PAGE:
For investors, the real estate market has offered a better risk-reward ratio than many financial assets over the past decade. A downward risk of housing prices was virtually nonexistent. Even when strict policy forces prices to go down, a fierce rebound usually follows afterwards. Many people have thus been attracted to the property market. Figures show that more than 70 percent of middle-class Chinese’ fortune is in real estate. The newly rich are especially impatient with low-interest bank deposits and risky stock market. As a result, people rush to invest in houses despite repeated government warnings. It is only natural for capital to go where profits are high and risks are low.


          On the supply side, people’s real estate investment has been viewed as a significant factor driving China’s economic growth for a long time. Chinese households’ average depository rate is over 40 percent, and internal demand is relatively weak. Meanwhile, reliance on exports is unsustainable. As a result, investment in fixed assets, especially infrastructure and property, became the leading force driving economic growth. In the current austere economic situation, real estate is a key tool for stabilizing growth and ensuring employment, and the government thus does not have the heart to control the industry.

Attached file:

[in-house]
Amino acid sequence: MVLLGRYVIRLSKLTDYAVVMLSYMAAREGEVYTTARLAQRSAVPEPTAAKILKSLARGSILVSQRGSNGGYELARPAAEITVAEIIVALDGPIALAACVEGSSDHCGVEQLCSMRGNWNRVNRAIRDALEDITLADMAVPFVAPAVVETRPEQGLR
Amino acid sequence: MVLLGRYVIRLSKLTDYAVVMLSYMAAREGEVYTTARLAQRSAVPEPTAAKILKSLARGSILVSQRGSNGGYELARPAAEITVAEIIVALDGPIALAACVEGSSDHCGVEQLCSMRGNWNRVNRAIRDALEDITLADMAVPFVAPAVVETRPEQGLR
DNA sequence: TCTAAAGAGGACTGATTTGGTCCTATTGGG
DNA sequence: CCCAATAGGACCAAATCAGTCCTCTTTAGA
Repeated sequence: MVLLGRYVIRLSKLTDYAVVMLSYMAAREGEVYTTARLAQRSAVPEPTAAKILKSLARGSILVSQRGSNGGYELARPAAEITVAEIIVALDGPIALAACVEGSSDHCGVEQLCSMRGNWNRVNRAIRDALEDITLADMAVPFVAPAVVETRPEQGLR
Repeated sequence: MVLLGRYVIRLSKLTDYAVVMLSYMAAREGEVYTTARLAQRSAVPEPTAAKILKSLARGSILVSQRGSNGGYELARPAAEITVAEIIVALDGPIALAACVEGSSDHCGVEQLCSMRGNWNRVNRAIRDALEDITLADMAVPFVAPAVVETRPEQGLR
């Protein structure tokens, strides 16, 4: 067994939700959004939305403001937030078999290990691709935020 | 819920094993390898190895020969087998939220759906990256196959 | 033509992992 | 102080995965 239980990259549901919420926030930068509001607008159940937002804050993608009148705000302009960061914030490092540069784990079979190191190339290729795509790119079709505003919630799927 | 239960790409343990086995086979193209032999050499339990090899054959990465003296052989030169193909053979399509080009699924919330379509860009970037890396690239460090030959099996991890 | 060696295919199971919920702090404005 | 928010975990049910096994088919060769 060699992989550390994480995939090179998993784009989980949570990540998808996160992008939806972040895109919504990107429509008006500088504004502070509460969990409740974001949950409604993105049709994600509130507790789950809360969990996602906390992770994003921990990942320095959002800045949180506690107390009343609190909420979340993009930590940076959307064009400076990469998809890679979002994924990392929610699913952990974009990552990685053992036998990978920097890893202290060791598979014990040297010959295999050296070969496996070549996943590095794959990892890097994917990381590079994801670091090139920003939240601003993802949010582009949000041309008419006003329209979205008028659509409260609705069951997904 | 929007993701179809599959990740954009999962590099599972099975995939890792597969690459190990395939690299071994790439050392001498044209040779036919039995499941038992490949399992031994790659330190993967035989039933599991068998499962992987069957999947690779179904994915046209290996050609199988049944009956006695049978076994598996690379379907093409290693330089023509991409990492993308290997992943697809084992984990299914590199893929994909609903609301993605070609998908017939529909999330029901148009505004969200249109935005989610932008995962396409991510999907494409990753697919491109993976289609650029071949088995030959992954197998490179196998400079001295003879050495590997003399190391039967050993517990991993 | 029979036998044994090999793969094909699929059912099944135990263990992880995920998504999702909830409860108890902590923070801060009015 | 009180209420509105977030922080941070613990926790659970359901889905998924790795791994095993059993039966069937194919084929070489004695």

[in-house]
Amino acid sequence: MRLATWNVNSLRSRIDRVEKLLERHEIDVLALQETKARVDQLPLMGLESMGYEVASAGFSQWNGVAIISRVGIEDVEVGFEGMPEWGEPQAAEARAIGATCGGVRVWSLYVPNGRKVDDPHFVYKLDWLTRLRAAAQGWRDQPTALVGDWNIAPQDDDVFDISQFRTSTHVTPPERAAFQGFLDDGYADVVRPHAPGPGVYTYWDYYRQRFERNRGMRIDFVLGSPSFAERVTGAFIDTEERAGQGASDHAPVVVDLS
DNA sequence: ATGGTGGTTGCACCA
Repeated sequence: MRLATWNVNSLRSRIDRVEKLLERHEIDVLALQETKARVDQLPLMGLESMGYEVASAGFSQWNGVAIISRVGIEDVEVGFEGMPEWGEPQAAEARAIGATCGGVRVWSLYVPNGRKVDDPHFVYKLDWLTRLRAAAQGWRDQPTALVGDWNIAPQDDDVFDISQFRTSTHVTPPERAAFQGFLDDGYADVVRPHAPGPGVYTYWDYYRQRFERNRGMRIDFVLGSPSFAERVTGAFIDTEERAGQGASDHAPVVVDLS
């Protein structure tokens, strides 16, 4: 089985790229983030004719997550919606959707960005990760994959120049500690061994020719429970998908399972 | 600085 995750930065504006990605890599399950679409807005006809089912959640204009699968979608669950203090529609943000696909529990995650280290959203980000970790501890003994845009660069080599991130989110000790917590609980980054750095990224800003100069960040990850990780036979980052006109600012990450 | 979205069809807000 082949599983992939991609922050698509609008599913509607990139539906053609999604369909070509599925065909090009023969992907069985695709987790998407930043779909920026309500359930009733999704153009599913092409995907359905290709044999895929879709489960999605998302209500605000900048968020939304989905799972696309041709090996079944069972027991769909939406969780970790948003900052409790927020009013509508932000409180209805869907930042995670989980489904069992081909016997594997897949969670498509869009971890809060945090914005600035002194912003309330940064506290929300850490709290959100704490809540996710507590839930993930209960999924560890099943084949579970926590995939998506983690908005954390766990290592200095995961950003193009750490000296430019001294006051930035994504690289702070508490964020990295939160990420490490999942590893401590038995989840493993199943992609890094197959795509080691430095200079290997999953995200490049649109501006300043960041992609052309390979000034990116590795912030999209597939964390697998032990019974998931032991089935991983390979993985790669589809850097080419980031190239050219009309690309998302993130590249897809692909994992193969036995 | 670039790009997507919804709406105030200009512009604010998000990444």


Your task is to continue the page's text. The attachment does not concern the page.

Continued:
The development of China’s urbanization and industrialization have been almost in sync with that of its real estate market. In the early period when other industries were relatively weak, the property industry already provided huge boost for China’s GDP and employment, helping people amass their fortune fast. Figures show that the median level of fortune held by a Chinese household reaches 800,000 yuan (116,000 U.S. dollars), and most of it comes from property. Fast fortune accumulation leads to a sense of security, social stabilization and consumption boost. As experiences from developed countries show, sound economy and rising capital values make people feel richer and more inclined to spend money. In addition, people voluntarily moving deposits into real estate instead of spending huge money on other markets in a disorderly manner means pricing fluctuations resulted from excessive mobility are prevented. All in all, China’s real estate industry has been playing a positive role in stabilizing economic development, enhancing people’s sense of security and offering a kind of mobility foundation in a relaxed monetary environment.